About a week or two after you start a blawg, you start receiving emails from public relations people. They announce important things, like the law firm of Smith & Smith has finally gotten a retained case, or just purchased a new scanner, and ask you to write about it because they are sure that your readers will be fascinated. You delete the emails, but the PR people just keep sending them, often the same ones with a note attached that they didn’t see your post on this critical news to the legal community and you’re not doing your job.
There are plenty of permutations on this theme, from announcing the new movie on William Kunstler (but no offer to provide a copy for review) to a symposium on the fertile octogenarian rule (but no offer to attend). What they want is simple: Promote their stuff. They get paid by somebody to try to interest you in whatever they’re selling. There’s nothing in it for you, but that’s what they do for a living.
It’s been interesting to follow the efforts of the PR gang in attempting to coax me into becoming a cog in their marketing wheel. I marvel at the chutzpah, that my purpose (as far as they’re concerned) is to be their free advertiser. What I neglected to give sufficient consideration to is how they feel about the subject. Two posts from publicists have changed all that, and I now correct my misguided understanding.
At Social Media Explorer, Jason Falls posts about What Bloggers Should Know About PR and Advertising.
I was dumbfounded when I read a recent New York Times article about mommy bloggers that indicated a conference session topic at an event called Bloggy Bootcamp was how to let public relations firms know you don’t work for free. A few months ago, I reached out to a prominent mommy blogger on Twitter to let her know that I had a client whose products she might be interested in – not a pitch, just a light toss that indicated I may pitch her down the road. She responded by saying, “I’ll be happy to work with your client. My fee is $125 per hour.” I was stunned.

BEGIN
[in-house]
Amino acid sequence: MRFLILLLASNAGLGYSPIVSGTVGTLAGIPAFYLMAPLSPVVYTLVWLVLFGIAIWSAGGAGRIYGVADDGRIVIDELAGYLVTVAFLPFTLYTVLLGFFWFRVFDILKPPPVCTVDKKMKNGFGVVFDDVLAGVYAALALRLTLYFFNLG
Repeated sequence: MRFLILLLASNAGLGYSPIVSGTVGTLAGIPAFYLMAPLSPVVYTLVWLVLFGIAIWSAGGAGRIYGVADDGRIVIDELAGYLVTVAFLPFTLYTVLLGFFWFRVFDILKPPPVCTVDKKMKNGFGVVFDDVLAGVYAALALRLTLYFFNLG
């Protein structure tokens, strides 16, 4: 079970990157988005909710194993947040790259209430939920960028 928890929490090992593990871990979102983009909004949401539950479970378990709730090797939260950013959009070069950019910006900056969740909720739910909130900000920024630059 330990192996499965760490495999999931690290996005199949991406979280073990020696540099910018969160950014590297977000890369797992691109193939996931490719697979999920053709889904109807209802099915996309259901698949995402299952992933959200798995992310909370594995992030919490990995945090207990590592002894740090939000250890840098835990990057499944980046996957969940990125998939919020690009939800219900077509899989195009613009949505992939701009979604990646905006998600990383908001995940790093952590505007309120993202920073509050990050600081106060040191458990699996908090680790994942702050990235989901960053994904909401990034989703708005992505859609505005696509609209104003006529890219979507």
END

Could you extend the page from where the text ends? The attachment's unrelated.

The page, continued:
It seems that some bloggers (not just the mommy kind) have a vast misunderstanding of what public relations professionals are supposed to do or be used for. It also seems that some think receiving a pitch for a product somehow entitles them to call themselves consultants and charge hourly rates to someone else for writing content for their own website. Far be it from me to criticize a blogger’s ability to make money, but these attitudes deeply concern me. While the media landscape is evolving to account for new media roles, blogger ignorance to how traditional communications and marketing works may forever ruin the notion of an unbiased media.
He goes on to acknowledge that bloggers are under “no obligation” to go along with their pitches (very kind of him to say so), but they are obliged to treat public relations people like the “professionals” they are. After all, what possible reason would a blogger, receiving an unsolicited pitch from an unknown flak seeking to get some free publicity for their paying client on some nonsense issue have in not owing the flak a duty of being nice to them? Bloggers. What a bunch of dolts.
And then we have Tamar Weinberg at Techipedia who has graciously provided a Miss Manners-type resource for blogger etiquette. No, Tamar is not a blogger, but a public relations person who, no doubt as a public service, created rules for bloggers to be nicer to public relations people. She explains the purpose of her rules, oh the pain of being a professional PR person forced to deal with those evil, nasty bloggers.